Table 2 shows the structure of tourist flow data. This table includes tourists’ departure place, destination, visiting time, and the scenic spots they visited. Through geocoding, we can obtain geographical coordinates of origin cities and destination cities. In addition, through the visited date, we can determine which holidays the record corresponds to. Because this study focuses on the tourism flow from all domestic cities to Nanjing, the detailed attributes of scenic spots were not involved in the analysis; instead, their attributes were aggregated and abstracted to the city level of Nanjing.

## 3. Methodology

#### 3.1. Travel Rates from Origin to Nanjing

Regionalization refers to the classification of spatial objects according to one or a few spatial location-related features [50]. The principle of this classification follows the idea that attributes of geographical objects shall be similar in the same category, whereas the attributes of geographical objects shall be quite different in different categories. There are five attributes in this study, that is, the five ratio attributes for the respective five holidays. The number of tourists from each origin is related to the population of each origin city, and in this study, we try to eliminate this side effect caused by population. Therefore, the attribute is the ratio of tourists from origin cities to the origin population. The five ratio attributes were used as five variables for modeling, analysis, and regionalization mapping. In this study, ASet represents the set of attributes that participated in the spatial data analysis, and for each feature, ASet = {A

_{1}, A_{2}, ..., A_{n}} contains the set x = {a_{1}, a_{2}, …, a_{n}}, where n equals 5. In Equation (1), P_{i}presents the total population of the city i, and P_{i}_{_t}presents the number of tourists from the city i to Nanjing during the holiday t. The ratio of tourist flow from the city i during the period t is
$${a}_{t}=\frac{{P}_{i\_t}}{{a}_{i}}\left(t=1,2,3,4,5\right).$$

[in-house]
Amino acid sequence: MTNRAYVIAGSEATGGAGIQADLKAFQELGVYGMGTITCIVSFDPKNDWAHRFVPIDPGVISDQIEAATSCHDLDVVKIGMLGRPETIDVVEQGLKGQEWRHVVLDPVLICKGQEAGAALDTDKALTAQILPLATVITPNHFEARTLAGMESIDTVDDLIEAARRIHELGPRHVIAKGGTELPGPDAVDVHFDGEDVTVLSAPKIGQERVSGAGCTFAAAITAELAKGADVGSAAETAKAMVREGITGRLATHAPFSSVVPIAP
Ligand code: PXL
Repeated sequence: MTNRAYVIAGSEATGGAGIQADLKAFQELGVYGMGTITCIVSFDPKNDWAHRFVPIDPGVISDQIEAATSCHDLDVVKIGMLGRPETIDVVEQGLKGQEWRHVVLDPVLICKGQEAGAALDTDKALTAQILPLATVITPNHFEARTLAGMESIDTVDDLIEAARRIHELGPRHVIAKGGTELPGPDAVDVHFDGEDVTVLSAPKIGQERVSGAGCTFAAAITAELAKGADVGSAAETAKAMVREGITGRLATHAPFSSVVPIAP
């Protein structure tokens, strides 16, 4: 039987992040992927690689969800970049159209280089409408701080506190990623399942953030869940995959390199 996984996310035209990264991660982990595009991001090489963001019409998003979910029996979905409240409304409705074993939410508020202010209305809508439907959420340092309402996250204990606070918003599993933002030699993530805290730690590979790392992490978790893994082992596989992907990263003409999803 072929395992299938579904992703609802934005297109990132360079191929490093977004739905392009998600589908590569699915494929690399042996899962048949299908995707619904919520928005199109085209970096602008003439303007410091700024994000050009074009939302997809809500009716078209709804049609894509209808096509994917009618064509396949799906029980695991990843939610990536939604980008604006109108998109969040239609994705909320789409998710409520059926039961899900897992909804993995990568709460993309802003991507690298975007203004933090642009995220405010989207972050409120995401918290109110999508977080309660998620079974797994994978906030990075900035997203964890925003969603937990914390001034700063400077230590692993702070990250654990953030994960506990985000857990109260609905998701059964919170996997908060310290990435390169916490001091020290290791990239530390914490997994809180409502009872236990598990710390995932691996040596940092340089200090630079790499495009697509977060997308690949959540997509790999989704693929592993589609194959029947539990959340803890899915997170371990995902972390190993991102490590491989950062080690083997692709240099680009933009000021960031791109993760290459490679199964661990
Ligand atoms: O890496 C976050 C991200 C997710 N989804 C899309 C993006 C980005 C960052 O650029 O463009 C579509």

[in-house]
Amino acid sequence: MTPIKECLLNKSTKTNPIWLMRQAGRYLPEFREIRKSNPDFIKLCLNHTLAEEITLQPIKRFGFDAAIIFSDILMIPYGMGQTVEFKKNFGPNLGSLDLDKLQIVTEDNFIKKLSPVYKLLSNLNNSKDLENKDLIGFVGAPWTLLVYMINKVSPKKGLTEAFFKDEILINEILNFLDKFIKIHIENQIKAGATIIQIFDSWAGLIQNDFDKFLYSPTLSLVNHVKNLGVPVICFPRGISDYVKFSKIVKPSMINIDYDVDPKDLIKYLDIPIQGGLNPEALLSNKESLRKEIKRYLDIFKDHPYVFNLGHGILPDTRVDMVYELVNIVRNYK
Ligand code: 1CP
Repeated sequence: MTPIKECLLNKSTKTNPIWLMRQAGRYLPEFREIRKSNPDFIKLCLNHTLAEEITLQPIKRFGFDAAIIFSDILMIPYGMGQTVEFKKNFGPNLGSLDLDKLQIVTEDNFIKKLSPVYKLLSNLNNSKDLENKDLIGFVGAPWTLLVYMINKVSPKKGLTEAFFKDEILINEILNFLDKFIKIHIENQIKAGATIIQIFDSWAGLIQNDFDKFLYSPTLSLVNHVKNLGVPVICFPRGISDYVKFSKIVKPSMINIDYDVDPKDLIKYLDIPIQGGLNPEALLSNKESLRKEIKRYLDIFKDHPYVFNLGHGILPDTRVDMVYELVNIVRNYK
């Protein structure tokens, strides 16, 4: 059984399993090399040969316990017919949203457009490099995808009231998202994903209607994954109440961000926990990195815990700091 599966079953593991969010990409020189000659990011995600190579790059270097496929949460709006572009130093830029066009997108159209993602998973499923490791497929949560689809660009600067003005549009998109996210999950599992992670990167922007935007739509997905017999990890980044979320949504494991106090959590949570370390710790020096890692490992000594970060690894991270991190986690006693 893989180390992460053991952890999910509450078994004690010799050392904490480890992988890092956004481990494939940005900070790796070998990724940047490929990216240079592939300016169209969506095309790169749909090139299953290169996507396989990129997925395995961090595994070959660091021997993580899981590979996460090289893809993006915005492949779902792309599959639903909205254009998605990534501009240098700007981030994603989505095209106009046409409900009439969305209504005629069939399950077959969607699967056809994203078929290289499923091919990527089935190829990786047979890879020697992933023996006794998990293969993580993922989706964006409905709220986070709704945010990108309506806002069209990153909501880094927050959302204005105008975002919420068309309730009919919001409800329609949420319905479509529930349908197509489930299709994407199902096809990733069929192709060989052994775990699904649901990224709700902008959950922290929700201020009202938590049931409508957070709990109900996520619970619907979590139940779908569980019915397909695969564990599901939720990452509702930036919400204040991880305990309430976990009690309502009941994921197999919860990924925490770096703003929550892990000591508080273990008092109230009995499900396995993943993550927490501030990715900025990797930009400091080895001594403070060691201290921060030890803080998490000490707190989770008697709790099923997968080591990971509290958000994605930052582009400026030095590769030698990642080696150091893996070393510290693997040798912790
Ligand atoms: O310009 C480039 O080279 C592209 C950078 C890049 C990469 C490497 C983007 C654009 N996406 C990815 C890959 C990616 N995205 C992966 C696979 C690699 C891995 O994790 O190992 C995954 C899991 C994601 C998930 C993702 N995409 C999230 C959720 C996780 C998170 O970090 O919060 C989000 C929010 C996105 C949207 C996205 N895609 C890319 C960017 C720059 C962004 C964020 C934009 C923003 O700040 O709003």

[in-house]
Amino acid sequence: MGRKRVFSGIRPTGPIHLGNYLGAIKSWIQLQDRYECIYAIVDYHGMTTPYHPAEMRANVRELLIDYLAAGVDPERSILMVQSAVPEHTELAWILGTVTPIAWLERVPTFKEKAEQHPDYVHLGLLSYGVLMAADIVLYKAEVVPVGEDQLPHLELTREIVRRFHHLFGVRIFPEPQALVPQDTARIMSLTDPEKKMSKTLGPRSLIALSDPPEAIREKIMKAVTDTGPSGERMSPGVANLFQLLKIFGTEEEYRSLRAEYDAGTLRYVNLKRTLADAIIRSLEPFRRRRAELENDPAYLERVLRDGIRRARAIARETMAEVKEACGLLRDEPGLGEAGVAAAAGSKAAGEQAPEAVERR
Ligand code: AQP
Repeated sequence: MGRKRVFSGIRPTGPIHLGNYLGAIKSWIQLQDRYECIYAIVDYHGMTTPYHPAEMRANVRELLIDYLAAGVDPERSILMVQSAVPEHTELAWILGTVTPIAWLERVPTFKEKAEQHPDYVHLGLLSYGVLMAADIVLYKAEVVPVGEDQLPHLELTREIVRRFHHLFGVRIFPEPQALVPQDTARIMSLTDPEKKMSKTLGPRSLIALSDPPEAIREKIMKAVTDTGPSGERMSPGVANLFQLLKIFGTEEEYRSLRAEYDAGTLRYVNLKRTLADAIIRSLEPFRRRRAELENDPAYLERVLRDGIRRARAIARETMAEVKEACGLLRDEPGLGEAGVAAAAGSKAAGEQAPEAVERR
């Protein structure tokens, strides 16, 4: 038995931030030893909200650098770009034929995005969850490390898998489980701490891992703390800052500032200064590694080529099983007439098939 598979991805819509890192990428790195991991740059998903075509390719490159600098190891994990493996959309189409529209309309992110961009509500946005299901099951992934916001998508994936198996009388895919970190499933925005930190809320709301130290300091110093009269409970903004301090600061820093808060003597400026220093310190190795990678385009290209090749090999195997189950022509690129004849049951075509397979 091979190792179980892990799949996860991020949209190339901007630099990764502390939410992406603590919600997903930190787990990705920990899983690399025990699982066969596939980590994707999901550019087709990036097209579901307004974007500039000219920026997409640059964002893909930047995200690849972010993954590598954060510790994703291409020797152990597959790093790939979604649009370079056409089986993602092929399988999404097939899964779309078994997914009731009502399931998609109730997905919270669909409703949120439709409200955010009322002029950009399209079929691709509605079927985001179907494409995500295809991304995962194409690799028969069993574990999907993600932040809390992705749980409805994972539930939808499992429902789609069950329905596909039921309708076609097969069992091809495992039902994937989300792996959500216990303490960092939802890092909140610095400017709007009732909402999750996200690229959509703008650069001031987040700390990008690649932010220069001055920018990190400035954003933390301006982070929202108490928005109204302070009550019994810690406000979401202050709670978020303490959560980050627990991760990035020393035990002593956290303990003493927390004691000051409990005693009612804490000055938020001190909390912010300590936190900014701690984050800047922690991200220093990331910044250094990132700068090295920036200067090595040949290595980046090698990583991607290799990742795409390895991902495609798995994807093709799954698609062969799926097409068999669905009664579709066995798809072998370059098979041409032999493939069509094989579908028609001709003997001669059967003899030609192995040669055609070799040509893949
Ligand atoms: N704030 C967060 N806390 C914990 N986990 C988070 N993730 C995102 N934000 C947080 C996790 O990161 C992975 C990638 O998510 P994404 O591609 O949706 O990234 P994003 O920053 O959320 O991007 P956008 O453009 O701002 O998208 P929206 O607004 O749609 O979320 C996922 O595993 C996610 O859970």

For multivariate geographical zoning, it is necessary to define the principle of proximity between regional units, that is, what kind of relationship between two regions is called proximity. In GIS modeling, many kinds of proximity relations are defined, such as the queen rule with common edges, rook rule with common points and edges, inverse distance weight rule, and k-nearest [51]. Considering the continuity of regions, this paper did not use rules such as k-nearest, which do not have topological adjacency, and instead used the queen rule to conceptually model the spatial relationship.

#### 3.2. Geographic Concentration Index of Scenic Spots

The large number of attractions available in Nanjing allows for various personal selection preferences. This regional uneven development pattern could be measured by geographical concentration indexes. This paper calculates the geographical concentration index for each scenic spot. In this study, the geographical concentration index reflects the tourist concentration degree when the tourists come from different places, that is, the degree of imbalance between different regions. Thus, GSet represents the set of attributes in the Nanjing scenic spot s, and for each scenic spot, GSet = {G
where n is the total of origin cities, T is the total tourists of the destination, and X

_{1}, G_{2}, ..., G_{n}} contains the set y = {g_{1}, g_{2}, ..., g_{n}}, where n = 5. Then, the geographical concentration index of a scenic spot g_{t}during the holiday t is [52]
$${g}_{t}=100\times \sqrt{{\displaystyle \sum}_{i=1}^{n}{\left({X}_{i}/T\right)}^{2}},$$

_{i}is the total tourist volume of the i-th origin city. From the formula, the result of the calculation is influenced not only by whether the distribution of tourists is balanced or not but also by the regional distribution of the number of origin cities. In this study, the number of origin cities is fixed at 315, so the G value reflects whether the distribution of tourists is balanced. According to Equation (2), the larger the value of G is, the more unbalanced the tourist distribution is; in contrast, the smaller the value of G is, the more balanced the tourist distribution is. Therefore, this study divides the regions into zones by travel rates in source places, whereas in sink places, the geographical concentration indices of each of the five short-term national holidays were used to undertake regional division.#### 3.3. Moran’s I Index of Global Spatial Autocorrelation

Moran’s I index is a spatial statistical model for detecting and measuring spatial autocorrelation, including global spatial autocorrelation and local spatial autocorrelation [53]. In this paper, the global Moran’s index is used to measure whether there is spatial autocorrelation or local self-similarity in the tourist travel rate of tourists from different prefecture-level cities to Nanjing on different short-period holidays. The Moran’s I index formula used to measure global spatial autocorrelation is as follows [54]:
where n represents the number of prefecture-level cities or the number of scenic spots, X